“Our story is both terrible and shockingly commonplace.”
These are the words Scott Borden, a current Pennington resident, used to open the panelists’ portion of an opioid awareness event that took place on April 19 at Hopewell Valley Central High School.
The event, entitled “The Opioid Crisis, Is It Here?” was organized by the Hopewell Valley Municipal Alliance. On the panel were Hopewell Valley residents, a juvenile detective and a recovery advocate who either work with or have been personally affected by opioids and drug addiction.
“We are trying to bring awareness to the community and to offer the resources available,” said Heidi Kahme, coordinator of the municipal alliance, before the event. “The opioid crisis is a national epidemic. We have to understand this issue has no socioeconomic boundary. It does not discriminate. We have to do better and by bringing this education and public awareness to our community, it is a start.”
Speakers were introduced by Alicia Cook, an award-winning New Jersey-based author and activist who herself lost a close relative to opioid addiction.
“Heroin is the worst thing that has happened to me,” Cook said. “Heroin has taken so much from me over the years: time I can’t ever get back, people I’ll never see again and memories I never had the chance to make.
“And the craziest part of all this is that I’ve never used heroin myself. I’ve never touched heroin, but I’ve loved someone who did.”
Opioids are drugs that affect the central nervous system of its users. Prescription drugs (like oxycodone and hydrocodone), fentanyl and heroin are several examples. According to the National Institute on Drug Abuse, these drugs not only provide pain relief but produce “euphoria” that can lead to dangerous consequences when misused.
‘No one is above being affected by this. It is in every neighborhood. It seeps into every household.’
Cook said opioid overdose is the number one cause of accidental death in New Jersey. Six residents die from opioid-related causes every day at a rate that is three times the national average.
Death, however, is but one of the many painful consequences of addiction. What often starts off as a reliance on prescription drugs or substances like alcohol and marijuana often leaves irreversible impacts on families across the county, which is why opioid addiction is often referred to as a “family disease.” Moreover, perhaps the most insidious and dangerous reality of opioids is that they do not discriminate.
“No one is above being affected by this,” Cook said. “It is in every neighborhood. It seeps into every household no matter the religion, income or how great the school system is; no matter if it’s a one parent household or a truly nuclear family; no matter if there is a history of drug addiction in that family or not.
“Addiction has such a large ripple effect and collateral damage is immense.”
In a brave and visceral illustration of the opioid crisis here in the Hopewell Valley, the panelists at the event shared personal stories of how opioids have affected not only their lives, but also the lives of their loved ones.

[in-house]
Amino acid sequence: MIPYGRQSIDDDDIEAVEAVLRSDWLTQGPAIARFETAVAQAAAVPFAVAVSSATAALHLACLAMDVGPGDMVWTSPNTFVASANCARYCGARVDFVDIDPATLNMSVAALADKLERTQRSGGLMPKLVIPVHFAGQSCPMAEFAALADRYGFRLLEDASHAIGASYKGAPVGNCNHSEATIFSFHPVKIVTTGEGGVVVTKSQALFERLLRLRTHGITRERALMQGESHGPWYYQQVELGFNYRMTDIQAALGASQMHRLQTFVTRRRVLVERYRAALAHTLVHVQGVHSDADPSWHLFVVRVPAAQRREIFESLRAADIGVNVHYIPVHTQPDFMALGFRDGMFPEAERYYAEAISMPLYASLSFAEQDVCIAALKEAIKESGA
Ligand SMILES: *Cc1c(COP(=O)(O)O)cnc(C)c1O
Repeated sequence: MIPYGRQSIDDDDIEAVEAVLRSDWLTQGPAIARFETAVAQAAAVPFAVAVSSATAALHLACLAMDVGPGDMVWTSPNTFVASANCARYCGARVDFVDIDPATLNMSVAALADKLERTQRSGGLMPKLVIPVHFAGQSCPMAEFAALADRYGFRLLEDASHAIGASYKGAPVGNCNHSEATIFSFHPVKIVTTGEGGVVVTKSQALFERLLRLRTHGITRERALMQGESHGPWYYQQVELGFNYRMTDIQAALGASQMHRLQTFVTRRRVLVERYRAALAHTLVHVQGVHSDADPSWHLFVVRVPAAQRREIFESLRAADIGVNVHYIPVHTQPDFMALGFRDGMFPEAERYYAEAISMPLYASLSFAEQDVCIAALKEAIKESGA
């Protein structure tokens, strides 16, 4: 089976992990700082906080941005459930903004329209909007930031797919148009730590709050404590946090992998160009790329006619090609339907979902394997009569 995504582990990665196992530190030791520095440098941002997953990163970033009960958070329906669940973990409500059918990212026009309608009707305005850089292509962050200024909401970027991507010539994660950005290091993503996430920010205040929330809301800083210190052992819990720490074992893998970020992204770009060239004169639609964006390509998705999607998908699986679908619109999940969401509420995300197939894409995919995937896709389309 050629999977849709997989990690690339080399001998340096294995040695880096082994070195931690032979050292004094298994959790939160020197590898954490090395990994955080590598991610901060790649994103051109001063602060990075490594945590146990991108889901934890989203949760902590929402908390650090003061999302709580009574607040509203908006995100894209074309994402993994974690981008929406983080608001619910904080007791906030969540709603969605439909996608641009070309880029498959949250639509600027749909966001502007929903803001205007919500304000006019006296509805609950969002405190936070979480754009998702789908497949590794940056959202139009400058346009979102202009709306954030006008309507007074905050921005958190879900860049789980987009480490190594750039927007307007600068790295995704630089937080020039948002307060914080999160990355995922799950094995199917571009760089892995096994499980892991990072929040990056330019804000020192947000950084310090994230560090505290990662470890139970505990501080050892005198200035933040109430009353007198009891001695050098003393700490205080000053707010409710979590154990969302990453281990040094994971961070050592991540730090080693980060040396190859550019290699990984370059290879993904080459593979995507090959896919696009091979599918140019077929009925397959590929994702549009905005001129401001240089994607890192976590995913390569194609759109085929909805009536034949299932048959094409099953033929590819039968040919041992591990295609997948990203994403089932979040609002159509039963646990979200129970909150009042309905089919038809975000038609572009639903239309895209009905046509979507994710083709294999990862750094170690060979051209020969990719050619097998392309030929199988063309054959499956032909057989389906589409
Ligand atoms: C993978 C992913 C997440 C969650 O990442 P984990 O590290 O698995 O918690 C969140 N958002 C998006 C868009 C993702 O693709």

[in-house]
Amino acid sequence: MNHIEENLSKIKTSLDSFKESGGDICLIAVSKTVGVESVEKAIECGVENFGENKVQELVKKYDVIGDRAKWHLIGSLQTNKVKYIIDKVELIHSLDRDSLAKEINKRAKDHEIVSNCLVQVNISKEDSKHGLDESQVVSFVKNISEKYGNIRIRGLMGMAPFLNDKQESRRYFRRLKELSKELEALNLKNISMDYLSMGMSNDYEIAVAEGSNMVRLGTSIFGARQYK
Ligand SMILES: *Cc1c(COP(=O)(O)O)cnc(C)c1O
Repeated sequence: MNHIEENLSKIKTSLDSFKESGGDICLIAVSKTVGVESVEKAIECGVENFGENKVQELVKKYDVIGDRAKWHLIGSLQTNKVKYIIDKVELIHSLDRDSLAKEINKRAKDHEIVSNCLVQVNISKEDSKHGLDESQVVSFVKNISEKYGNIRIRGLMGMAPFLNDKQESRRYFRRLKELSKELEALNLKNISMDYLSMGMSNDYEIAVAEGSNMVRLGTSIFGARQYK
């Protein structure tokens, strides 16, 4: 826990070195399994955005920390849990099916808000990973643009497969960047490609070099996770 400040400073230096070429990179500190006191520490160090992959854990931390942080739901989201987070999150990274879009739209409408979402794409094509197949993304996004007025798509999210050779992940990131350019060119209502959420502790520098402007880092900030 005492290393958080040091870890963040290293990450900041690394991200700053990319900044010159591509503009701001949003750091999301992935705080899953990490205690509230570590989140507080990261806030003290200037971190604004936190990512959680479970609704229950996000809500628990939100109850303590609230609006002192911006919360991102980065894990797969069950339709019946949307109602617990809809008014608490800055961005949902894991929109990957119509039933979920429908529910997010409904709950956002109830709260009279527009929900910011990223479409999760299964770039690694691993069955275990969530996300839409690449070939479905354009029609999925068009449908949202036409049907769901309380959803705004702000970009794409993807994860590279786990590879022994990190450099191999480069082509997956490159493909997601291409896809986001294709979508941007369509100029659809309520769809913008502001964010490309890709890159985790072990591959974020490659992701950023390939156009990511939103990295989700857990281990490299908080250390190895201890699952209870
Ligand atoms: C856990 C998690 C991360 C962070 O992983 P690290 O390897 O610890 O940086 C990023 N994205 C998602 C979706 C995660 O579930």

* * * * *
Jane and Scott Borden had an “idyllic” life in Pennington before their older son got involved with opioids at the age of 15. When the conventional mechanisms for controlling teenagers — like grounding their son and taking away his cell phone — didn’t work, they knew that something was wrong.
“We started to see alcohol abuse, use of pot, more agitated states and longer sleep,” Scott said, referring to his son. “Jane and I frankly didn’t know what to do.”
Eventually, the couple discovered that their son had developed an addiction to opioids. He spent 30 days doing rehabilitation at the beginning of his senior year at HVCHS. Unfortunately, their son had to leave the program and subsequently started a new wilderness treatment program in the mountains of Utah, before moving to a halfway house in New Hampshire.
“We soon came to the rather sad realization that our son was not going to be able to live with us anymore,” Scott said. “And that is perhaps the worst realization you can come to as a parent.”
Thankfully, after years of support and various rehabilitation programs, Scott and Jane’s son has now been sober for five years.
“We’re here to say to anyone that there’s hope in this process,” Scott said. “There’s a lot of people and resources [that offer] help.”
* * * * *
‘I look back and it never occurred to me that there could be consequences. The more I gave into it, the more I gave up.’
Eric Gallucci, a 2013 alumnus of HVCHS, grew up in Montgomery County. He and his family eventually moved to Hopewell when the consequences of his opioid addiction made him “no longer welcome” at his old school.
“I look back and it never occurred to me that there could be consequences,” he said. “The more I gave into it, the more I gave up.”
Eric was first exposed to opioids as a young teenager. The depiction of substance usage in the media was significant in the development of his addiction, which eventually led him to the police station when he was just 15.
“It’s attractive, it’s available and growing up I thought that was what I was supposed to do,” Eric said. He said that as a teen he experienced a party culture that glorifies drug and alcohol abuse.
“That was my gateway into that lifestyle. It wasn’t homelessness, it wasn’t handcuffs, it wasn’t consequences— it was fun,” he said.
His recovery process began five years ago in his high school counselor’s office. With the support of several resources, including the school and Mercer County Probation, Eric eventually completed an anonymous “12-step program” — a popular opioid use rehabilitation method — and participated in several outpatient programs.